The International Criminal Court (ICC) [official website] on Tuesday assumed jurisdiction over the crime of aggression, coinciding with the twentieth anniversary of the ICC’s founding under the Rome Statute [text, PDF].
The crime of aggression, under which politicians and military leaders can be held individually responsible for invasions and other major attacks, comes into force at the international criminal court, reviving global legal powers last exercised at the Nuremburg and Tokyo war crimes trials of the 1940s.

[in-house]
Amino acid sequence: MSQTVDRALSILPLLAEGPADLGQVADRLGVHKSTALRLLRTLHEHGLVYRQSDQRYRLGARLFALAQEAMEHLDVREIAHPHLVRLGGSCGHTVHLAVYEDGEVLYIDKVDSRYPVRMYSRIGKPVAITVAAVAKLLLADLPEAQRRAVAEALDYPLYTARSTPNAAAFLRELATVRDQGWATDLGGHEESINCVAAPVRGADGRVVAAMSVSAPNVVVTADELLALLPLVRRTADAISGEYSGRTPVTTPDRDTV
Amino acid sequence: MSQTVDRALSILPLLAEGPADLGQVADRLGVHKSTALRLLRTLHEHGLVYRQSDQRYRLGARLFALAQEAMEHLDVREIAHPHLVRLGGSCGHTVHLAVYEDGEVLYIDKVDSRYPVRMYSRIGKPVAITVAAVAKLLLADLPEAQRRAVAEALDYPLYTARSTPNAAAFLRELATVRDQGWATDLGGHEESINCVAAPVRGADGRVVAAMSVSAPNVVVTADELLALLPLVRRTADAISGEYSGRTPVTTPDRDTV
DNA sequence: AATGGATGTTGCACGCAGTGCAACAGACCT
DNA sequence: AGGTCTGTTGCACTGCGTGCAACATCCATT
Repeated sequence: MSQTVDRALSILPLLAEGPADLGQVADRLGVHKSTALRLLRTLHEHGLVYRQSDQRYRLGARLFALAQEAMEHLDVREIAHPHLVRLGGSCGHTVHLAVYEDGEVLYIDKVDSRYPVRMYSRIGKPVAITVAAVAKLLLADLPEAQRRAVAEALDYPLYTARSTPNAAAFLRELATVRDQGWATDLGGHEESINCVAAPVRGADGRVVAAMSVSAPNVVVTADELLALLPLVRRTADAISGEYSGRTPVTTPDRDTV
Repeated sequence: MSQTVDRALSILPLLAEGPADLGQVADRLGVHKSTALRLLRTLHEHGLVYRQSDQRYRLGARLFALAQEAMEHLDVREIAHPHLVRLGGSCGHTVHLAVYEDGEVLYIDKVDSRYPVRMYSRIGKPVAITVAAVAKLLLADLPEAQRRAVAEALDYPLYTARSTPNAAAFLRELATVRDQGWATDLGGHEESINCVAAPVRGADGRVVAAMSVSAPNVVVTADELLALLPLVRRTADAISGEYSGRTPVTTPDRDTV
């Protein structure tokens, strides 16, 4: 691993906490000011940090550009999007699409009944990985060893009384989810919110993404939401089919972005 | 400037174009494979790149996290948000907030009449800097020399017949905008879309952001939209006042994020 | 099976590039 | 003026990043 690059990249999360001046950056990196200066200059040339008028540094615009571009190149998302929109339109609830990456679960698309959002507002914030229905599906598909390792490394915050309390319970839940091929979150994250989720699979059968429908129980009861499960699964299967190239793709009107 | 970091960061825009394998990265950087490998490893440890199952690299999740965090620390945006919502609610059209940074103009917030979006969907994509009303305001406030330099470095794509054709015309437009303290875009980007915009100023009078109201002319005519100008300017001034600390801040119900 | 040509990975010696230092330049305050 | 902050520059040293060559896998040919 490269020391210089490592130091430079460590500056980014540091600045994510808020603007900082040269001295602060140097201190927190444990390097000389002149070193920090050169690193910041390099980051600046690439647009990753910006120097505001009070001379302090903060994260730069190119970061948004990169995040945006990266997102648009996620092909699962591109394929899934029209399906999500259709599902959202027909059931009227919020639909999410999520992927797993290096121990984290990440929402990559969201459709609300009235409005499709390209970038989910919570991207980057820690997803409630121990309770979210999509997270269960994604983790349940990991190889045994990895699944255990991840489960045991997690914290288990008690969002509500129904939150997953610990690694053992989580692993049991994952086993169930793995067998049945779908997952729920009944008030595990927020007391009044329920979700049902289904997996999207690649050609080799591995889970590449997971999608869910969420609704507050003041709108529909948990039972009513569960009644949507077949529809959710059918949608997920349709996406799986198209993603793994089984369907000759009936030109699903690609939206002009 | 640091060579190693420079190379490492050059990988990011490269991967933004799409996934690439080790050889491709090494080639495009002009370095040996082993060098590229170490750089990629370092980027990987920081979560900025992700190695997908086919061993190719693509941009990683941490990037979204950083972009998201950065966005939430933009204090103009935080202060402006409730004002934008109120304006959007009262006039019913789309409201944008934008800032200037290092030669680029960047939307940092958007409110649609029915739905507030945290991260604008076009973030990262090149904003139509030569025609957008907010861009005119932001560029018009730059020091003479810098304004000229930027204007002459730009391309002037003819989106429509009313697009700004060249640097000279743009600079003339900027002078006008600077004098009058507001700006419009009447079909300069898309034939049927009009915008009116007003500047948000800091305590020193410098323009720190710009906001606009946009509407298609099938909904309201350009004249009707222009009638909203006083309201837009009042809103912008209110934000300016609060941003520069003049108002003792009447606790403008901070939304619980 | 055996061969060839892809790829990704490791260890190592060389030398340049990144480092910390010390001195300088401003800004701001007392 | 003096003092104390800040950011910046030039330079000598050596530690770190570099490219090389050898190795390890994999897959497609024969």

The wording defines aggression as “the planning, preparation, initiation or execution, by a person in a position effectively to exercise control over or to direct the political or military action of a State, of an act of aggression which, by its character, gravity and scale, constitutes a manifest violation of the Charter of the United Nations.”
Supporters hope that this will offer some prospect of deterrence and some degree of certainty in identifying criminals. However, the new offense cannot be enforced retroactively.
The ICC will only have direct power of prosecution over the states that have ratified the recently defined crime. Only 35 countries have done so, making their leaders liable to prosecution if they start a war. The UK is not among them, and the US is not a member of the ICC.